The Australian cricket selectors find themselves facing a difficult decision as they finalize the playing XI for the fourth Ashes 2023 Test against England, set to take place at Old Trafford. Following two consecutive defeats, the hosts made a remarkable comeback, clinching a crucial victory in the third Test. However, the selectors now have the task of choosing between two talented all-rounders, Cameron Green and Mitchell Marsh.
Green was unable to participate in the third Test due to a minor hamstring injury. As a result, Marsh was given the opportunity to showcase his skills and he made the most of it by scoring a splendid century during Australia’s first innings. With both Western Australian players impressing, one of the possibilities being considered is to promote either Green or Marsh to the top order.
When asked about the potential change in the batting order, Green expressed his willingness to bat wherever needed. However, he acknowledged that it might be a challenging proposition for him to open the innings. Referring to former Australian all-rounder Shane Watson, Green pointed out that Watson was the only player he could recall who successfully transitioned to an opener.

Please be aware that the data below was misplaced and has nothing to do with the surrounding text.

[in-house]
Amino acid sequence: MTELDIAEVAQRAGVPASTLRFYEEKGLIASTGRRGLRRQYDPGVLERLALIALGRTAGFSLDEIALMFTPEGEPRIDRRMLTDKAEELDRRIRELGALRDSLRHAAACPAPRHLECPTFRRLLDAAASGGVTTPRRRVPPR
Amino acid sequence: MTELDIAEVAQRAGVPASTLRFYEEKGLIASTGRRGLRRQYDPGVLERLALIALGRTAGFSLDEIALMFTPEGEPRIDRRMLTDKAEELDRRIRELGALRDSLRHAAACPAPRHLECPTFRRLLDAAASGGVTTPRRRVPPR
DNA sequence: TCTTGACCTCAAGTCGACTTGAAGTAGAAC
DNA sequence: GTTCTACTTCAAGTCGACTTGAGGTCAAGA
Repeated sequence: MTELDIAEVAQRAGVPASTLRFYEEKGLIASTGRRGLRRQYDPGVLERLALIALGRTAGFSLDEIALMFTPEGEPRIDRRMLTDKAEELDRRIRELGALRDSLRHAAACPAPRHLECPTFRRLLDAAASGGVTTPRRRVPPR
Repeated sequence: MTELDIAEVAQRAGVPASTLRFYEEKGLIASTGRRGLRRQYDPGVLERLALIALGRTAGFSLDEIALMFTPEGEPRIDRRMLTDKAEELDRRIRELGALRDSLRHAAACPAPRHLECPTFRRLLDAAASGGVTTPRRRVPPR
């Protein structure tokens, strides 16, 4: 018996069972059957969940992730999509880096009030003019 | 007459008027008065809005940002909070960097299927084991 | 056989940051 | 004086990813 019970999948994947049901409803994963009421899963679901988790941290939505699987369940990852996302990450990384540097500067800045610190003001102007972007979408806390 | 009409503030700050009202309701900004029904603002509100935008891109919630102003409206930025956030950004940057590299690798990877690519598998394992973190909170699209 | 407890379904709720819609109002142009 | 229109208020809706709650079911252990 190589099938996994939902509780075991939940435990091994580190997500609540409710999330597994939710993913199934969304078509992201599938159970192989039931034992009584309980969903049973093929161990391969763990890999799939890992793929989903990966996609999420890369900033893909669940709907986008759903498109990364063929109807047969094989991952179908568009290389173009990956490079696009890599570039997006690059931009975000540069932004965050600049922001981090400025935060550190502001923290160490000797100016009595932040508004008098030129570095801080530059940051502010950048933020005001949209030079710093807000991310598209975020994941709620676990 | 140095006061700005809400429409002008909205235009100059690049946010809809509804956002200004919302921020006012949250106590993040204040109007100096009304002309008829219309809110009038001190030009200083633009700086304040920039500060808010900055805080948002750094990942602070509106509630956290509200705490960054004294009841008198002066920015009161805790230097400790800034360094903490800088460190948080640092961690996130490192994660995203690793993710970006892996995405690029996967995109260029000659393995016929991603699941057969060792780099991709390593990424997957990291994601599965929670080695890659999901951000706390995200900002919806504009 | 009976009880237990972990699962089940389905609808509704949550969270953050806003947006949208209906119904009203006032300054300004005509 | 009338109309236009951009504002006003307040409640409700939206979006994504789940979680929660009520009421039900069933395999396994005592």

Notably, Watson was brought in as an opener midway through the 2009 Ashes series and it turned out to be his most successful batting position in Test cricket, with an average of 41.79.
“I think it’s a bit of a stretch. I think being an allrounder [makes it a stretch] – probably Shane Watson is the only one who comes to mind doing that – [and] I’m not too sure how much he bowled,” said Green, as quoted by cricket.com.au.
Despite his reservations, Green emphasized that any player would be content to bat in any position to represent their country in Test cricket. He acknowledged that the final decision rests with the selectors and expressed his readiness to wait and see what they decide.
“I think anyone would be happy to bat anywhere to play Test cricket. You always put your hand up for selection but have to wait and see what selectors think,” added Green.